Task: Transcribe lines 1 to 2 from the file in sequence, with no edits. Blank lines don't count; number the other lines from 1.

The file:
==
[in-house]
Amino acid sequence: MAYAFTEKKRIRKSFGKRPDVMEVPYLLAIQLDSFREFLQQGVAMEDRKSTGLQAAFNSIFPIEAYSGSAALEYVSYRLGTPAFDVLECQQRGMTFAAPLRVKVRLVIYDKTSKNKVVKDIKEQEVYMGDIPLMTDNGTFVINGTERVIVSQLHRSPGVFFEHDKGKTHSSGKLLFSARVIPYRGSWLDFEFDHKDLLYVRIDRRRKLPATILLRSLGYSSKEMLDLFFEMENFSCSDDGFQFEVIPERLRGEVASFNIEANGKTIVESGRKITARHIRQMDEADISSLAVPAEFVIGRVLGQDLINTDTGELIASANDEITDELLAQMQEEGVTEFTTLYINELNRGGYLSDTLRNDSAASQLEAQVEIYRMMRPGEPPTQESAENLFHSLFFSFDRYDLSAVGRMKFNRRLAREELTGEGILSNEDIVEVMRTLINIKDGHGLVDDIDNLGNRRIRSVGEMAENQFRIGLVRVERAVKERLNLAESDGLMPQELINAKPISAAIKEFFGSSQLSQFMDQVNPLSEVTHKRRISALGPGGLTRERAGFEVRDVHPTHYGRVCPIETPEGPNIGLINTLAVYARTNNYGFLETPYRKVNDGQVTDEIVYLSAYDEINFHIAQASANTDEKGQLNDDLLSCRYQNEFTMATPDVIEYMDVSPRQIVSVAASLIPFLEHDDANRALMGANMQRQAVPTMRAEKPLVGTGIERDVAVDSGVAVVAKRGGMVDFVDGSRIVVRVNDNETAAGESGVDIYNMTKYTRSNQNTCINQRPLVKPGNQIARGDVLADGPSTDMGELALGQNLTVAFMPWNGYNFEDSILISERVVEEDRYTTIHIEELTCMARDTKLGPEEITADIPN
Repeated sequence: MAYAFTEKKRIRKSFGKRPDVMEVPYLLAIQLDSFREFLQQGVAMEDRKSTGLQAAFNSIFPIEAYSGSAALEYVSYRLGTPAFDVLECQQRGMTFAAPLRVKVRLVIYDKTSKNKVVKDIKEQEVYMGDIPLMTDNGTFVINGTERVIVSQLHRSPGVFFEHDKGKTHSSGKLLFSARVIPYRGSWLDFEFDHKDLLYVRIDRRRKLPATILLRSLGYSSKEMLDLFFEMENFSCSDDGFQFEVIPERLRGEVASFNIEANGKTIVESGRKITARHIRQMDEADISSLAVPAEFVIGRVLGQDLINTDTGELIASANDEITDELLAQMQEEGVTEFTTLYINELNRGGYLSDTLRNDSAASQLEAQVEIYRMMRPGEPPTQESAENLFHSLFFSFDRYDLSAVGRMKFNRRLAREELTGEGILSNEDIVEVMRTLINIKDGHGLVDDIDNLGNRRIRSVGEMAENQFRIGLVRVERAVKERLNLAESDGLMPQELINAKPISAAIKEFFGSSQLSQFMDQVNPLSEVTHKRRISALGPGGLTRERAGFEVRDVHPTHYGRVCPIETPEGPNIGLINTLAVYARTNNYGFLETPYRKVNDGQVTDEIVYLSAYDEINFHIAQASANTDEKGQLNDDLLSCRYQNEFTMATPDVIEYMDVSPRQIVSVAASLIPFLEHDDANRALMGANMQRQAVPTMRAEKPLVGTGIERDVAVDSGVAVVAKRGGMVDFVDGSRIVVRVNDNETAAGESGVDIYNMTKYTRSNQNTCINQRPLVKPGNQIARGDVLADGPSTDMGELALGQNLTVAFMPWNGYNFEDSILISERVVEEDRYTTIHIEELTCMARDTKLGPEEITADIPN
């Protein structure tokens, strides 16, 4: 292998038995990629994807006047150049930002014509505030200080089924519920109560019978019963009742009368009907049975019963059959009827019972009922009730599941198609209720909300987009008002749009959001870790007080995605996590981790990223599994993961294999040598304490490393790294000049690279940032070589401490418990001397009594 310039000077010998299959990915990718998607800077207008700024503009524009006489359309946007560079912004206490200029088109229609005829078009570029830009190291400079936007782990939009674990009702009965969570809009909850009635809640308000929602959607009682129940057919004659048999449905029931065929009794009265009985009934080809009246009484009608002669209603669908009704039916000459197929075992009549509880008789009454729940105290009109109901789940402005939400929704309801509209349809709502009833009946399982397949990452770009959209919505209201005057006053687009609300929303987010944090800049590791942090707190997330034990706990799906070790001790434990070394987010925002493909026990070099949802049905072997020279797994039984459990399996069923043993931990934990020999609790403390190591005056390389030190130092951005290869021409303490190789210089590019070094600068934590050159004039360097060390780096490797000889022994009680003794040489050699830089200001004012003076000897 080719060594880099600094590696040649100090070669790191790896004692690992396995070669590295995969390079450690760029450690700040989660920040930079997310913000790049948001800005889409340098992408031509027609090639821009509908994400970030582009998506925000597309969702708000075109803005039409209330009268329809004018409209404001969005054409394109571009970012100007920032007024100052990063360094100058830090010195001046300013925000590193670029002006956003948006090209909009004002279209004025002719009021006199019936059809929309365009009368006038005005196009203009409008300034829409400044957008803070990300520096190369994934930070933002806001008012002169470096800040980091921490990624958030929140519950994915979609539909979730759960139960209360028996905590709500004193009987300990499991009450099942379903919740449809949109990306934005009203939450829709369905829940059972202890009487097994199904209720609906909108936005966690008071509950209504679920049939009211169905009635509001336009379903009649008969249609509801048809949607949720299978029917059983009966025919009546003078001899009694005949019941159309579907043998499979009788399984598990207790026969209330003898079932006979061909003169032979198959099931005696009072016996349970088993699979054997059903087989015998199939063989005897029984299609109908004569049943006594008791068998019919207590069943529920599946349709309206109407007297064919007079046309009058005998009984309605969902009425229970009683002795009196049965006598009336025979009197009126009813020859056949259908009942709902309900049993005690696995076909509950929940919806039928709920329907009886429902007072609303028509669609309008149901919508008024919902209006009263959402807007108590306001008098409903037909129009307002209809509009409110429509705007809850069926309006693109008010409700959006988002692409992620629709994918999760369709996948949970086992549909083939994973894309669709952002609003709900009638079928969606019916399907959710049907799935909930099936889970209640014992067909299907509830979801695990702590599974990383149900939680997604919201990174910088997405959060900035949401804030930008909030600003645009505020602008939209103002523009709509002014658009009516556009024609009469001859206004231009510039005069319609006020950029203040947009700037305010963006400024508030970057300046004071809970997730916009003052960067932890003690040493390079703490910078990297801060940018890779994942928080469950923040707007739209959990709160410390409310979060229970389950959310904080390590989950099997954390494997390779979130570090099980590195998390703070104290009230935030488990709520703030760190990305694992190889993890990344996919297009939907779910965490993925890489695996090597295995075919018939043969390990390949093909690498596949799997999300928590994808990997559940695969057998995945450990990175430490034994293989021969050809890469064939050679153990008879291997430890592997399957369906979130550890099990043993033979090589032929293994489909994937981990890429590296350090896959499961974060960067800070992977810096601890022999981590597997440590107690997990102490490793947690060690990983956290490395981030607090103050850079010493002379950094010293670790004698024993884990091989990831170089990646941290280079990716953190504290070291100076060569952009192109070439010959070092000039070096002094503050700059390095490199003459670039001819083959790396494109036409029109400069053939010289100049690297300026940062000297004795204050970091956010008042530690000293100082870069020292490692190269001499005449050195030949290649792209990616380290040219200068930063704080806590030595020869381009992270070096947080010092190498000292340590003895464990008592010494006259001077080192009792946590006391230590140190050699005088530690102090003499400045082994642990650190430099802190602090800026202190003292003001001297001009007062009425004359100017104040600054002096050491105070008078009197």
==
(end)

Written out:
[in-house]
Amino acid sequence: MAYAFTEKKRIRKSFGKRPDVMEVPYLLAIQLDSFREFLQQGVAMEDRKSTGLQAAFNSIFPIEAYSGSAALEYVSYRLGTPAFDVLECQQRGMTFAAPLRVKVRLVIYDKTSKNKVVKDIKEQEVYMGDIPLMTDNGTFVINGTERVIVSQLHRSPGVFFEHDKGKTHSSGKLLFSARVIPYRGSWLDFEFDHKDLLYVRIDRRRKLPATILLRSLGYSSKEMLDLFFEMENFSCSDDGFQFEVIPERLRGEVASFNIEANGKTIVESGRKITARHIRQMDEADISSLAVPAEFVIGRVLGQDLINTDTGELIASANDEITDELLAQMQEEGVTEFTTLYINELNRGGYLSDTLRNDSAASQLEAQVEIYRMMRPGEPPTQESAENLFHSLFFSFDRYDLSAVGRMKFNRRLAREELTGEGILSNEDIVEVMRTLINIKDGHGLVDDIDNLGNRRIRSVGEMAENQFRIGLVRVERAVKERLNLAESDGLMPQELINAKPISAAIKEFFGSSQLSQFMDQVNPLSEVTHKRRISALGPGGLTRERAGFEVRDVHPTHYGRVCPIETPEGPNIGLINTLAVYARTNNYGFLETPYRKVNDGQVTDEIVYLSAYDEINFHIAQASANTDEKGQLNDDLLSCRYQNEFTMATPDVIEYMDVSPRQIVSVAASLIPFLEHDDANRALMGANMQRQAVPTMRAEKPLVGTGIERDVAVDSGVAVVAKRGGMVDFVDGSRIVVRVNDNETAAGESGVDIYNMTKYTRSNQNTCINQRPLVKPGNQIARGDVLADGPSTDMGELALGQNLTVAFMPWNGYNFEDSILISERVVEEDRYTTIHIEELTCMARDTKLGPEEITADIPN